Recently, a friend said to me, “I don’t make New Year’s resolutions. They’re just an excuse to judge myself.” I really liked this insight because I see the negative effects of resolutions in my clients all the time.
It reminded me of a client I had a few years ago. She was in her twenties and came to see me after having a series of panic attacks followed by severe anxiety. She proceeded to tell me about all the things she should be doing but was “too lazy” to do. Her to-do list and self-improvement list had just turned into another reason to hate herself for everyday. (She was a perfectionist, and perfectionism and anxiety and panic attacks go together like a puzzle!)
I gave her an assignment: you’re not allowed to do anything that “improves” you this week. She looked at me like I was crazy at the time, but when she came back the next week, she said, “I had no idea how much pressure I was putting myself.” Funny enough, when she gave herself permission not to do the things she though she needed to be okay, she was easily able to jump back on track. She had stopped judging herself.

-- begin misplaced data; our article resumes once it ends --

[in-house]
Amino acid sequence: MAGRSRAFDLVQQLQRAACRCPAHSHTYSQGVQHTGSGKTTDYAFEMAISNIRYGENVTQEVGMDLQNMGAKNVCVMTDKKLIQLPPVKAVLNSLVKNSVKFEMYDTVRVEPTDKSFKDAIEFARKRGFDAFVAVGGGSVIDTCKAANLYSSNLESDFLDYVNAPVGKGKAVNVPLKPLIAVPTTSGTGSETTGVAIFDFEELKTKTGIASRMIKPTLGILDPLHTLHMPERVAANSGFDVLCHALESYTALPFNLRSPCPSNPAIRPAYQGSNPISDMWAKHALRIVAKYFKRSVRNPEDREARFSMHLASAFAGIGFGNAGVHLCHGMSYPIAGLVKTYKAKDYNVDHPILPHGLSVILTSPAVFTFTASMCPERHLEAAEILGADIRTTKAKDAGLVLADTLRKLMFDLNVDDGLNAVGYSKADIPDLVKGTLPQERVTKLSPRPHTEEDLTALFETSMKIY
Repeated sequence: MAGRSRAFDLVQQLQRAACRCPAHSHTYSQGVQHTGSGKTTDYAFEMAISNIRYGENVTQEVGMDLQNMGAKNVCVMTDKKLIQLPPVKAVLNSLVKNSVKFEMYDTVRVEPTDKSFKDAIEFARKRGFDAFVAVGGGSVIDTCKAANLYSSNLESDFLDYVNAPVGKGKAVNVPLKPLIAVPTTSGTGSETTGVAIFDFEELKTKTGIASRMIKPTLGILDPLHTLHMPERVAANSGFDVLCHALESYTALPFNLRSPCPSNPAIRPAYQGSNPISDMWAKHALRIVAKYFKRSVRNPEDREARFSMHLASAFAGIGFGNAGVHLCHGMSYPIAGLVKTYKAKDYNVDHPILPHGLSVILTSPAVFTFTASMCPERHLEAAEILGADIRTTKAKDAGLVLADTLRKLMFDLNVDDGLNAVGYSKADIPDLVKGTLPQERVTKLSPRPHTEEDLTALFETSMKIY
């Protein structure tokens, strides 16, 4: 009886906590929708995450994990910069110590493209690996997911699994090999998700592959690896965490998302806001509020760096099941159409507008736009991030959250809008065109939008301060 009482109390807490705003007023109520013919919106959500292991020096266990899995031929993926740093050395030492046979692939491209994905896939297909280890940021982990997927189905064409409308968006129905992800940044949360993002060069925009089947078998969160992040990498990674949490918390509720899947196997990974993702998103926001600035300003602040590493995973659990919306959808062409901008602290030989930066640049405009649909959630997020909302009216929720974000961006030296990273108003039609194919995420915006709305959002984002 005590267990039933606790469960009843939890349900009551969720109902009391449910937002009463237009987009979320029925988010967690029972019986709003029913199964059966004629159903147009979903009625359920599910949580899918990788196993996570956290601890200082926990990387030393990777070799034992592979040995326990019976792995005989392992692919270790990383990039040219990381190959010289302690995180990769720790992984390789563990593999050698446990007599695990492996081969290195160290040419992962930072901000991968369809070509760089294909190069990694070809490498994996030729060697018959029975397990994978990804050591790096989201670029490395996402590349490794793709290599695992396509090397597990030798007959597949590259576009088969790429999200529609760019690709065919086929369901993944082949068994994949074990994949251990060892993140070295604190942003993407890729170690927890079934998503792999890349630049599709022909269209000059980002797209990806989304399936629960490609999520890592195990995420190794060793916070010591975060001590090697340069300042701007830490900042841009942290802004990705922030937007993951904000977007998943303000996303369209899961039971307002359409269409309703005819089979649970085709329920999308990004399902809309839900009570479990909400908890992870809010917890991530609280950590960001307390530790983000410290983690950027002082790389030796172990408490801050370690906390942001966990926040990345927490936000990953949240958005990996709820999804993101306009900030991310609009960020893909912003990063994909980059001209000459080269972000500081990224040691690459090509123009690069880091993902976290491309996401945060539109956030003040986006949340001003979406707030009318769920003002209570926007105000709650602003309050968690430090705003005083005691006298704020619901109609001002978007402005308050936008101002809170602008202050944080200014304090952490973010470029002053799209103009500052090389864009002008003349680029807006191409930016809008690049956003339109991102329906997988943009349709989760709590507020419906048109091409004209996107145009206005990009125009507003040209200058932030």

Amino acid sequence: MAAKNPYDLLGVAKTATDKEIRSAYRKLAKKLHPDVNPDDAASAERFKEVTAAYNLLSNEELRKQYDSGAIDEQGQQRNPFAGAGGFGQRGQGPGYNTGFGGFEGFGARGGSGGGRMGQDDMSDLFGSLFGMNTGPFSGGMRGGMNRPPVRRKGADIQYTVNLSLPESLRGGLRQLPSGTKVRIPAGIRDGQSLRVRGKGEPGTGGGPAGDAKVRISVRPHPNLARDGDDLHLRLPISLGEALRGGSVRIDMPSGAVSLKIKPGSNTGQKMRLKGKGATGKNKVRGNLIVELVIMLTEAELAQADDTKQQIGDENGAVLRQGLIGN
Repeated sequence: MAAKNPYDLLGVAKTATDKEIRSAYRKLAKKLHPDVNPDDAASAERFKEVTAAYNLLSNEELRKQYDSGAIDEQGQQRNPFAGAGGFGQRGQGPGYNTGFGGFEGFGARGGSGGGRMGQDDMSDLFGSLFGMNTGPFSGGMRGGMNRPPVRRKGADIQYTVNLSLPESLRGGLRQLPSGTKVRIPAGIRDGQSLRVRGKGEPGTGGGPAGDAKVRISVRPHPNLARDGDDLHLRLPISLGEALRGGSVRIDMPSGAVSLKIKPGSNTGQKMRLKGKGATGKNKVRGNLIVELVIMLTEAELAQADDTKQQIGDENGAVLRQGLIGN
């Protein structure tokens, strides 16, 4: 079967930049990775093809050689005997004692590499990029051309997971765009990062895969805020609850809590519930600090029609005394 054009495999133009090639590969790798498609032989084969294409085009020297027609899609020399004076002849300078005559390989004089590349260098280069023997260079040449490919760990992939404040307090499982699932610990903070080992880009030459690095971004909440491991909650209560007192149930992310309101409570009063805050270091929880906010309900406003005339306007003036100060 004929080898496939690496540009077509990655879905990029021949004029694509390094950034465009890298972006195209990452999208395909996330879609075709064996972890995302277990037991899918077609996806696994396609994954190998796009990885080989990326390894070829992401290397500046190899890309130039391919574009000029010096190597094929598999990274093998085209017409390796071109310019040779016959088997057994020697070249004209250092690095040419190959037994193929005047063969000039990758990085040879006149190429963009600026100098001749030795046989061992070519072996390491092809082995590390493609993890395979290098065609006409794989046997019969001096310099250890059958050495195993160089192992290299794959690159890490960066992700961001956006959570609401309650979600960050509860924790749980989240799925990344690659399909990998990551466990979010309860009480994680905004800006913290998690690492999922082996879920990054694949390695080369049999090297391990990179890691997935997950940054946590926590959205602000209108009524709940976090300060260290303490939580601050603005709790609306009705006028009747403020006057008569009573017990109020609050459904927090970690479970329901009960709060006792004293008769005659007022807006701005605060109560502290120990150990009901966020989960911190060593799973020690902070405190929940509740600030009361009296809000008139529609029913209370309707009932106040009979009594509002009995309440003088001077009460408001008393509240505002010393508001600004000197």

Try it for a week: give yourself permission NOT to do something. That doesn’t mean go crazy. It doesn’t mean to binge drink or scarf a whole pizza or forego exercise altogether. But how does your outlook change when you don’t make resolutions? How does your body feel when you consider you’re enough as you are, or you let go of the idea that you need to be fixed? That’s a non-resolution resolution I can get behind.